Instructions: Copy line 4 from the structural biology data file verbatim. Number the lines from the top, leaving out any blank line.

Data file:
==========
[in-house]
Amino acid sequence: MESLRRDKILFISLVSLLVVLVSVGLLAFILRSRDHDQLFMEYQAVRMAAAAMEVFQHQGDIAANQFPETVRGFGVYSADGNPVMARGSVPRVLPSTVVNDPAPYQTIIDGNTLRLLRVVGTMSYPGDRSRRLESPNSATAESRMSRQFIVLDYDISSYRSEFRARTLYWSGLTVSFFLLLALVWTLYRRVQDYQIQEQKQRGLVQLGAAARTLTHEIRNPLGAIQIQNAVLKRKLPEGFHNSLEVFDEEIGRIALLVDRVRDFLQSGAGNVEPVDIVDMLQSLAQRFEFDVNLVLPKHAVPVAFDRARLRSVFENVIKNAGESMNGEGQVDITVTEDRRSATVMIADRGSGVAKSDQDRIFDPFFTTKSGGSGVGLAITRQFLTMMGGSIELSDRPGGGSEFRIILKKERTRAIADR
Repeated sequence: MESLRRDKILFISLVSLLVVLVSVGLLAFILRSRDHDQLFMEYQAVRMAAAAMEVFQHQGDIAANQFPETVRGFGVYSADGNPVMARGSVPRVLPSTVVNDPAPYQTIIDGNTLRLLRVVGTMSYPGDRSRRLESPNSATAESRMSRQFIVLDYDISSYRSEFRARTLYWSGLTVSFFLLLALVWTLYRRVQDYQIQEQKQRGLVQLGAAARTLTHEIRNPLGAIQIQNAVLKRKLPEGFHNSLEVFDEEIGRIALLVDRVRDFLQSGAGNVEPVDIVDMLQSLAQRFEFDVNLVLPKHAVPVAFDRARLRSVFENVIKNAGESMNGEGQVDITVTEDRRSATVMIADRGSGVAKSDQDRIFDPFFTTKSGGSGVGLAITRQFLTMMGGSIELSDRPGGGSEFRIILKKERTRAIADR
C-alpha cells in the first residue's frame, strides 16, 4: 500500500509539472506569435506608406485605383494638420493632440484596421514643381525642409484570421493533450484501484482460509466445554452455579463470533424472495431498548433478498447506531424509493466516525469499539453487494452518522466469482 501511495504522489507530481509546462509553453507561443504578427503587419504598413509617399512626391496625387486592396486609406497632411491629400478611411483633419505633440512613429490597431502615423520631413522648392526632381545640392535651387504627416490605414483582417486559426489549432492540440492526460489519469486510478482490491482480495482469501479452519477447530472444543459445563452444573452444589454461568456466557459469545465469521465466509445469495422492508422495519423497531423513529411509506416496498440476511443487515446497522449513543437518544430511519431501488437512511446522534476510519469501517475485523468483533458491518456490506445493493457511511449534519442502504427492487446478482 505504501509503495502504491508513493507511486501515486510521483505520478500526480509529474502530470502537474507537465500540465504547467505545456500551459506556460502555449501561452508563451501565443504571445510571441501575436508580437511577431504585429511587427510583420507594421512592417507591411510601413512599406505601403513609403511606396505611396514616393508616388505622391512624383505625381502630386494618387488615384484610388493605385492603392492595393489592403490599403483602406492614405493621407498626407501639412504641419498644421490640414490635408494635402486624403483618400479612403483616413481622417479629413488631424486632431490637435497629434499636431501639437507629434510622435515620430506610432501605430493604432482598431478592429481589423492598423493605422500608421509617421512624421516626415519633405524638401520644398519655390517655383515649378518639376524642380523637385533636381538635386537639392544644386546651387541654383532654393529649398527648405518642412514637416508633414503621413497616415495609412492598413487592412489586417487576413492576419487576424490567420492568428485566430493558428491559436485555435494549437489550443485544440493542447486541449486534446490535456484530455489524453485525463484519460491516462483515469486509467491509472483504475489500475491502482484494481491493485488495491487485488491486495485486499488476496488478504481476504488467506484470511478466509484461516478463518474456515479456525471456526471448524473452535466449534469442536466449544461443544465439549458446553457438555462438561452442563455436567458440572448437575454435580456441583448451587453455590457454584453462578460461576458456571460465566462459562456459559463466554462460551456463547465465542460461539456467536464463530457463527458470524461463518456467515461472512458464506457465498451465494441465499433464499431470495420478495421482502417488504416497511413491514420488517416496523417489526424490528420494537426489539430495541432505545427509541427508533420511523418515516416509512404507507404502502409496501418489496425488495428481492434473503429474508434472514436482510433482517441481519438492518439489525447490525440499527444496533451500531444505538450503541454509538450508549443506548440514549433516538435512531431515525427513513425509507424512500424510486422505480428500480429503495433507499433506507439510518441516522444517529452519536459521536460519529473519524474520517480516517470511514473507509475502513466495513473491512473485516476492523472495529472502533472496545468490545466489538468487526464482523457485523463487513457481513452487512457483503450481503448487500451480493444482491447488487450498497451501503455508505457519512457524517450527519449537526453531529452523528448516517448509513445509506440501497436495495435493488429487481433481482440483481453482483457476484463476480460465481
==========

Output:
C-alpha cells in the first residue's frame, strides 16, 4: 500500500509539472506569435506608406485605383494638420493632440484596421514643381525642409484570421493533450484501484482460509466445554452455579463470533424472495431498548433478498447506531424509493466516525469499539453487494452518522466469482 501511495504522489507530481509546462509553453507561443504578427503587419504598413509617399512626391496625387486592396486609406497632411491629400478611411483633419505633440512613429490597431502615423520631413522648392526632381545640392535651387504627416490605414483582417486559426489549432492540440492526460489519469486510478482490491482480495482469501479452519477447530472444543459445563452444573452444589454461568456466557459469545465469521465466509445469495422492508422495519423497531423513529411509506416496498440476511443487515446497522449513543437518544430511519431501488437512511446522534476510519469501517475485523468483533458491518456490506445493493457511511449534519442502504427492487446478482 505504501509503495502504491508513493507511486501515486510521483505520478500526480509529474502530470502537474507537465500540465504547467505545456500551459506556460502555449501561452508563451501565443504571445510571441501575436508580437511577431504585429511587427510583420507594421512592417507591411510601413512599406505601403513609403511606396505611396514616393508616388505622391512624383505625381502630386494618387488615384484610388493605385492603392492595393489592403490599403483602406492614405493621407498626407501639412504641419498644421490640414490635408494635402486624403483618400479612403483616413481622417479629413488631424486632431490637435497629434499636431501639437507629434510622435515620430506610432501605430493604432482598431478592429481589423492598423493605422500608421509617421512624421516626415519633405524638401520644398519655390517655383515649378518639376524642380523637385533636381538635386537639392544644386546651387541654383532654393529649398527648405518642412514637416508633414503621413497616415495609412492598413487592412489586417487576413492576419487576424490567420492568428485566430493558428491559436485555435494549437489550443485544440493542447486541449486534446490535456484530455489524453485525463484519460491516462483515469486509467491509472483504475489500475491502482484494481491493485488495491487485488491486495485486499488476496488478504481476504488467506484470511478466509484461516478463518474456515479456525471456526471448524473452535466449534469442536466449544461443544465439549458446553457438555462438561452442563455436567458440572448437575454435580456441583448451587453455590457454584453462578460461576458456571460465566462459562456459559463466554462460551456463547465465542460461539456467536464463530457463527458470524461463518456467515461472512458464506457465498451465494441465499433464499431470495420478495421482502417488504416497511413491514420488517416496523417489526424490528420494537426489539430495541432505545427509541427508533420511523418515516416509512404507507404502502409496501418489496425488495428481492434473503429474508434472514436482510433482517441481519438492518439489525447490525440499527444496533451500531444505538450503541454509538450508549443506548440514549433516538435512531431515525427513513425509507424512500424510486422505480428500480429503495433507499433506507439510518441516522444517529452519536459521536460519529473519524474520517480516517470511514473507509475502513466495513473491512473485516476492523472495529472502533472496545468490545466489538468487526464482523457485523463487513457481513452487512457483503450481503448487500451480493444482491447488487450498497451501503455508505457519512457524517450527519449537526453531529452523528448516517448509513445509506440501497436495495435493488429487481433481482440483481453482483457476484463476480460465481